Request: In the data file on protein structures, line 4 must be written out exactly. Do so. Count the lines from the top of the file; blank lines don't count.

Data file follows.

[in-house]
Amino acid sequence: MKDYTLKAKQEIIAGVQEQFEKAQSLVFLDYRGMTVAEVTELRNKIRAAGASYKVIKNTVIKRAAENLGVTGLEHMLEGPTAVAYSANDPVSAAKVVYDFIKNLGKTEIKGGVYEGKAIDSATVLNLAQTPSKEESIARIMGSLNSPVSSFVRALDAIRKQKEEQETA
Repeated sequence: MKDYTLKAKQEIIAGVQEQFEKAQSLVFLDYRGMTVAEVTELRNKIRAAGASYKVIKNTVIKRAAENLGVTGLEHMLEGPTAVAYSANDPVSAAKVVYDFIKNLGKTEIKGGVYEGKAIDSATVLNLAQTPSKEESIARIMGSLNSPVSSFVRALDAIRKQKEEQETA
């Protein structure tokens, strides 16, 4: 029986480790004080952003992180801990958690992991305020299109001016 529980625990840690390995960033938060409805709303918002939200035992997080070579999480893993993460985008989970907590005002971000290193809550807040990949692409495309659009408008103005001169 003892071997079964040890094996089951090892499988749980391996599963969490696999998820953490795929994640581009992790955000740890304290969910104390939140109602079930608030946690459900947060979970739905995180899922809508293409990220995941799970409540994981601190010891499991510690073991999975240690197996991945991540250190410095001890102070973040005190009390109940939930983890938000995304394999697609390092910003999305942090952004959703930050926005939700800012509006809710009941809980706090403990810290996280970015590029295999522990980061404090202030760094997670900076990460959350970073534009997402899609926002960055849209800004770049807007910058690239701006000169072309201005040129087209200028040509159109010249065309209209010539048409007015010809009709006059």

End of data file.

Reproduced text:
């Protein structure tokens, strides 16, 4: 029986480790004080952003992180801990958690992991305020299109001016 529980625990840690390995960033938060409805709303918002939200035992997080070579999480893993993460985008989970907590005002971000290193809550807040990949692409495309659009408008103005001169 003892071997079964040890094996089951090892499988749980391996599963969490696999998820953490795929994640581009992790955000740890304290969910104390939140109602079930608030946690459900947060979970739905995180899922809508293409990220995941799970409540994981601190010891499991510690073991999975240690197996991945991540250190410095001890102070973040005190009390109940939930983890938000995304394999697609390092910003999305942090952004959703930050926005939700800012509006809710009941809980706090403990810290996280970015590029295999522990980061404090202030760094997670900076990460959350970073534009997402899609926002960055849209800004770049807007910058690239701006000169072309201005040129087209200028040509159109010249065309209209010539048409007015010809009709006059």